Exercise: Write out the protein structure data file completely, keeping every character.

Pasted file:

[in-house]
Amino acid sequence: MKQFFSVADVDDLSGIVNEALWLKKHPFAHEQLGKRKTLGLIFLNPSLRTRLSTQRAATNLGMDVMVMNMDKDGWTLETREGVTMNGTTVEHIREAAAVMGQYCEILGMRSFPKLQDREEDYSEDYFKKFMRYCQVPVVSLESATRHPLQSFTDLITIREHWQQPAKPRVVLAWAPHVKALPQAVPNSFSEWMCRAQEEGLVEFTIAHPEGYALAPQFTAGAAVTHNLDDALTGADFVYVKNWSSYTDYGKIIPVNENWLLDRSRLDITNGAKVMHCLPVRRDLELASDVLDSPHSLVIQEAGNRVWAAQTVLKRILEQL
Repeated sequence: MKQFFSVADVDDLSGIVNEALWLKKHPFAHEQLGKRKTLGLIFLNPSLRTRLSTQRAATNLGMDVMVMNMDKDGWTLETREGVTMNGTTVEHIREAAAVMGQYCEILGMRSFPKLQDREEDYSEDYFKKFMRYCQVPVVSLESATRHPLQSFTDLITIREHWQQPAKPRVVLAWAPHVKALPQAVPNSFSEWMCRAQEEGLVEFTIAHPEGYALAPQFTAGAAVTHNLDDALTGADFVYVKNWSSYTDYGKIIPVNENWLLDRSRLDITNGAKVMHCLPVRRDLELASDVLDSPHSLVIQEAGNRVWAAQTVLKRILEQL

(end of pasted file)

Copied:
[in-house]
Amino acid sequence: MKQFFSVADVDDLSGIVNEALWLKKHPFAHEQLGKRKTLGLIFLNPSLRTRLSTQRAATNLGMDVMVMNMDKDGWTLETREGVTMNGTTVEHIREAAAVMGQYCEILGMRSFPKLQDREEDYSEDYFKKFMRYCQVPVVSLESATRHPLQSFTDLITIREHWQQPAKPRVVLAWAPHVKALPQAVPNSFSEWMCRAQEEGLVEFTIAHPEGYALAPQFTAGAAVTHNLDDALTGADFVYVKNWSSYTDYGKIIPVNENWLLDRSRLDITNGAKVMHCLPVRRDLELASDVLDSPHSLVIQEAGNRVWAAQTVLKRILEQL
Repeated sequence: MKQFFSVADVDDLSGIVNEALWLKKHPFAHEQLGKRKTLGLIFLNPSLRTRLSTQRAATNLGMDVMVMNMDKDGWTLETREGVTMNGTTVEHIREAAAVMGQYCEILGMRSFPKLQDREEDYSEDYFKKFMRYCQVPVVSLESATRHPLQSFTDLITIREHWQQPAKPRVVLAWAPHVKALPQAVPNSFSEWMCRAQEEGLVEFTIAHPEGYALAPQFTAGAAVTHNLDDALTGADFVYVKNWSSYTDYGKIIPVNENWLLDRSRLDITNGAKVMHCLPVRRDLELASDVLDSPHSLVIQEAGNRVWAAQTVLKRILEQL